The problem blends with the transit of migrants who cross the region in search of the American drea...
BOGOTÁ, Colombia – At least 54,783 have dropped their weapons. Of that total, 31,300 former guerrillas have started reintegration into society.
Seventeen thousand enrolled in job training courses and 8,588 have already secured formal employment, according to the Colombian Agency for Reintegration (ACR).
Behind these numbers are stories of courage and perseverance, such as that of small business owner Álvaro Pérez, 53, and salesperson Juan Pablo, 39.
Pérez, who was a member of the Revolutionary Armed Forces of Colombia (FARC) from 1996 to 2006, owns Colfepaz, a small tailoring business in Bogotá that can produce 20,000 articles of clothing and backpacks monthly. He employs 18 to 28 people, depending on demand.
Meanwhile, Juan Pablo, a former member of the United Self-Defense Forces of Colombia (AUC), works as a salesperson in a shopping center in Bucaramanga, in the department of Santander. He still worries he’ll be the target of reprisals from the terrorist group or be discriminated against for his time as a guerrilla, but he spoke with Infosurhoy.com on the condition of anonymity.
“I can’t get a job telling people that I was a member of a paramilitary organization,” said Juan Pablo, who has kept his past with the AUC a secret. “If they find out you used to be a guerrilla fighter, the next day you could be fired.”
Juan Pablo was a rural worker in the department of Santander, and his property was being attacked by the FARC. He joined the AUC in 2004, but he couldn’t get used to the group’s culture, use of weapons and illegal acts.
He wanted to leave the AUC in 2006 – a decision that led to his being shot three times by unknown assailants.
“It was a miracle that I survived,” he said. “After that, I decided to leave Santander, and in 2008, I joined the government’s reintegration program.”
Juan Pablo is the first and only former member of an illegal group to complete the program, which is coordinated by the ACR. Later this year, the agency is expecting another 1,000 to cross the program’s finish line.
In addition to the AUC, the ACR initiative targets former guerrillas from the FARC, the National Liberation Army (ELN) and the People’s Liberation Army (EPL).
The first step toward reintegration involves disarmament. Guerrillas interested in laying down their arms are encouraged to contact a local government or military official.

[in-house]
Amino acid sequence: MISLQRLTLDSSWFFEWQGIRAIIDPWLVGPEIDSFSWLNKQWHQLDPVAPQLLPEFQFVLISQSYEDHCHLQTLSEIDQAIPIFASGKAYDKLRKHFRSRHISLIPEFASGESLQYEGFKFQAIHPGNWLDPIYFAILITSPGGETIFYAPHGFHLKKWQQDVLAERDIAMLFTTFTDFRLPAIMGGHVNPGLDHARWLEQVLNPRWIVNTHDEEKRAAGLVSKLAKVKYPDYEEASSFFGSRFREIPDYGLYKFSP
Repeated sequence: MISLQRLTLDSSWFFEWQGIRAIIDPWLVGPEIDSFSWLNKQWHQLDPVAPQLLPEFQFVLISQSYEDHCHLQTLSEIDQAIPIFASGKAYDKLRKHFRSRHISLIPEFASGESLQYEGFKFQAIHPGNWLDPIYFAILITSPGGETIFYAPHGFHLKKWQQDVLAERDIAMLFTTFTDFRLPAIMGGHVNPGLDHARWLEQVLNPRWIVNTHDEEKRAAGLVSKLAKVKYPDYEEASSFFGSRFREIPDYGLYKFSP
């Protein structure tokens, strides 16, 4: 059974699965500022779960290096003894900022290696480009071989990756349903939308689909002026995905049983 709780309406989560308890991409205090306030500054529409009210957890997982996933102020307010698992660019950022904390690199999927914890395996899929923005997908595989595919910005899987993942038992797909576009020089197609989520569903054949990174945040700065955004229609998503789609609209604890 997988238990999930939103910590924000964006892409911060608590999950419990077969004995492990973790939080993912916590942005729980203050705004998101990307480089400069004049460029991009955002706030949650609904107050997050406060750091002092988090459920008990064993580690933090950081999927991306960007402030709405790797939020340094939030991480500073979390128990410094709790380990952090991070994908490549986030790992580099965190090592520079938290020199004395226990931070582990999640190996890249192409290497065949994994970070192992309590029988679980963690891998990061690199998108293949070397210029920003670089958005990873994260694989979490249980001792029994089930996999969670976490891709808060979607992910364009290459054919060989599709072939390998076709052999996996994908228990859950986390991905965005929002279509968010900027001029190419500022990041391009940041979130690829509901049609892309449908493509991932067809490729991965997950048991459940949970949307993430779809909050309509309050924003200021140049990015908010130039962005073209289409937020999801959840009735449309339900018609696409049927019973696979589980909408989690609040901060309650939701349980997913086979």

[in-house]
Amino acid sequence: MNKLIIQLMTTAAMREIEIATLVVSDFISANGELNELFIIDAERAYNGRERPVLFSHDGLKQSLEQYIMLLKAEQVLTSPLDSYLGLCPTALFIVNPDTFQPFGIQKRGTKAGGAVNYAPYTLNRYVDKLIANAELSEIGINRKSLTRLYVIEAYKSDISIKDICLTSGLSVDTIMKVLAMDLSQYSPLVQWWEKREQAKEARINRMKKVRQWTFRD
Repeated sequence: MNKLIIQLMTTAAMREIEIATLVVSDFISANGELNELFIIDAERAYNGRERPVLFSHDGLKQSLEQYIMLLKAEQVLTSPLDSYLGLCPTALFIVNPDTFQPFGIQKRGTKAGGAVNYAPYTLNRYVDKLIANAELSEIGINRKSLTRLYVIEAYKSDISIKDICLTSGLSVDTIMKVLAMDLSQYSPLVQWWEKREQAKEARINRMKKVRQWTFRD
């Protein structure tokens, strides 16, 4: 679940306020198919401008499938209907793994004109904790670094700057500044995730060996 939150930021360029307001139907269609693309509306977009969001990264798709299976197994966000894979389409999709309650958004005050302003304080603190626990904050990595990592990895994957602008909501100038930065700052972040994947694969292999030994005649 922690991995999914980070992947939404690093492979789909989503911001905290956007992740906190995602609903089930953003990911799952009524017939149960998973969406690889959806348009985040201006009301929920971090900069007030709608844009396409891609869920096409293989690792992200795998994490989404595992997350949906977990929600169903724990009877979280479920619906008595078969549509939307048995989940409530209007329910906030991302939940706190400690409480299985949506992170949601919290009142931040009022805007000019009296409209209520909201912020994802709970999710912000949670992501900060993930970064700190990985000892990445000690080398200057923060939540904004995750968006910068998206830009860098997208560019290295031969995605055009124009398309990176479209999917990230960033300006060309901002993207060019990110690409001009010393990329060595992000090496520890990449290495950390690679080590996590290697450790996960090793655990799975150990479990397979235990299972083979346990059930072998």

Pérez joined the FARC when he was 38, motivated by financial difficulties and a romantic vision of the organization. At the time, he worked as a tailor and sewed uniforms for the guerrillas.
But he quickly became disillusioned with the movement.
“I saw the FARC’s crimes and abuses firsthand,” he said.
The atrocities and false promises – he only received the salary he’d been promised for three months and wasn’t able to send money to his wife and three daughters – quickly showed Pérez the true face of the guerrilla movement.
Yet, he went on to spend a decade with the FARC.
“I wanted to leave earlier, but I was worried that my family would be pursued,” he said.
In 2006, he overcame his fear. Together with nine other guerrilla fighters, he sought out the ACR and began the long road to reintegration.
The ACR’s reintegration program offers psychiatric and educational services to the former guerrillas, who receive a basic high school education in addition to vocational training. Many of the former fighters joined these illegal armed groups prior to completing their elementary school education.
The initiative also offers psychosocial care to relatives to facilitate the former fighters’ reintegration with their families.
To promote integration with the community, the ACR concentrates its efforts on reinserting the former guerrillas into the labor market. The former fighters are monitored, minimizing their opportunities for criminal recidivism.
Once they abandon illegal groups and seek out the ACR, the former fighters receive $480,000 Colombian pesos (US$267) monthly, contingent upon their participation in at least 90% of the activities proposed by the agency, including lectures, courses and community service.
A greater number of guerrillas would desert if they weren’t afraid of being targeted by the terrorist groups or being discriminated against because of their past, according to Alejandro Eder Garcés, the director general of the ACR.
“We need to raise public awareness about society’s role in welcoming and pardoning the former guerrillas,” he said. “It’s understandable the former members of these illegal groups are met with skepticism by society. But accepting the former guerrillas into the community is an important step toward building peace.”
Pérez and Juan Pablo are examples of successful demobilization and reintegration. But most former fighters fail to complete the process and return to lives of crime.
The ACR does not keep data on recidivism, but it points to a lack of family support, difficulties in finding work and, particularly, the failure to complete all of the stages of the reintegration program as the main reasons why those enrolled in the program return to their old lifestyles.
“The individual who completes 90% of the activities and remains committed to the road to reintegration has much better chances of completely reintegrating and not relapsing,” Garcés said.
For Pérez, regaining his freedom to come and go as he pleases and have a normal life with his family were the biggest incentives.
“I work seven days a week,” he said, adding he makes every effort to project a positive image to prove he’s “a good person.”
Juan Pablo, considered a model student in the ACR program, has turned his life around, as he’s earned his high school diploma through the reintegration program and dreams of attending college.
“Life gave me a new opportunity, and I know that it will take me much farther,” he said.